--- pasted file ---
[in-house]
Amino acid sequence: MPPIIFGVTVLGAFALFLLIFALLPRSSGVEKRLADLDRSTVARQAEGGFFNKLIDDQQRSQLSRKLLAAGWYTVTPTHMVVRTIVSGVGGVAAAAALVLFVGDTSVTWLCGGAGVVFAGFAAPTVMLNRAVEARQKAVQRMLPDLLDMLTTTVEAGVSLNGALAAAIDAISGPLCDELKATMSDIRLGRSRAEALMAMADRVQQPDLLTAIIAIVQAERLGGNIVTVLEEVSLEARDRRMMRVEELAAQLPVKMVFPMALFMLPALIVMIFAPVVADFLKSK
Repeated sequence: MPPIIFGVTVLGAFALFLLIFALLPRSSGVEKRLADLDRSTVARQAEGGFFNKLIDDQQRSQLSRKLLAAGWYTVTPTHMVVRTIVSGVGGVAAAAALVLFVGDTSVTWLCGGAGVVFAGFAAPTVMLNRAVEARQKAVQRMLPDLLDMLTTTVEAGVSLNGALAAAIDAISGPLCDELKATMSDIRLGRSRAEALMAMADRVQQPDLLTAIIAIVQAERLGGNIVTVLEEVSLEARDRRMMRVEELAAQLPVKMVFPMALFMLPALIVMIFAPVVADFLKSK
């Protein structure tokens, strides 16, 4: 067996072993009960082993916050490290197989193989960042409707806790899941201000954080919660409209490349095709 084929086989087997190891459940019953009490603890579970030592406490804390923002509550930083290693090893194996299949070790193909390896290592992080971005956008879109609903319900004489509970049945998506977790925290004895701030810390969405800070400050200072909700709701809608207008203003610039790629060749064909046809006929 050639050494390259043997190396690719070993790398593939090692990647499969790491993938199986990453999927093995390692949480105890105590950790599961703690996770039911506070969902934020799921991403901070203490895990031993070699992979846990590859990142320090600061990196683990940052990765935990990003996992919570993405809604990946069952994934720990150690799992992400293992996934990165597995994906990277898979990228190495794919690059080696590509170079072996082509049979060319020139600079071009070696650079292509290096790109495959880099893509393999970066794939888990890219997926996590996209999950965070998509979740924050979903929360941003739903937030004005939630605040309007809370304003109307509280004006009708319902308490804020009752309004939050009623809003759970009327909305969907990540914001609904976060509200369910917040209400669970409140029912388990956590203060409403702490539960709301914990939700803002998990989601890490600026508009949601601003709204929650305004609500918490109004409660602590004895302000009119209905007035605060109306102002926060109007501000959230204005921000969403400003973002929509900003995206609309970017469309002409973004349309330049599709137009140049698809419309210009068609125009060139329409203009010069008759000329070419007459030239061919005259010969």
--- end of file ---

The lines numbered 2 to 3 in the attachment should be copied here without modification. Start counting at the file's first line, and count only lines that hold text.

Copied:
Amino acid sequence: MPPIIFGVTVLGAFALFLLIFALLPRSSGVEKRLADLDRSTVARQAEGGFFNKLIDDQQRSQLSRKLLAAGWYTVTPTHMVVRTIVSGVGGVAAAAALVLFVGDTSVTWLCGGAGVVFAGFAAPTVMLNRAVEARQKAVQRMLPDLLDMLTTTVEAGVSLNGALAAAIDAISGPLCDELKATMSDIRLGRSRAEALMAMADRVQQPDLLTAIIAIVQAERLGGNIVTVLEEVSLEARDRRMMRVEELAAQLPVKMVFPMALFMLPALIVMIFAPVVADFLKSK
Repeated sequence: MPPIIFGVTVLGAFALFLLIFALLPRSSGVEKRLADLDRSTVARQAEGGFFNKLIDDQQRSQLSRKLLAAGWYTVTPTHMVVRTIVSGVGGVAAAAALVLFVGDTSVTWLCGGAGVVFAGFAAPTVMLNRAVEARQKAVQRMLPDLLDMLTTTVEAGVSLNGALAAAIDAISGPLCDELKATMSDIRLGRSRAEALMAMADRVQQPDLLTAIIAIVQAERLGGNIVTVLEEVSLEARDRRMMRVEELAAQLPVKMVFPMALFMLPALIVMIFAPVVADFLKSK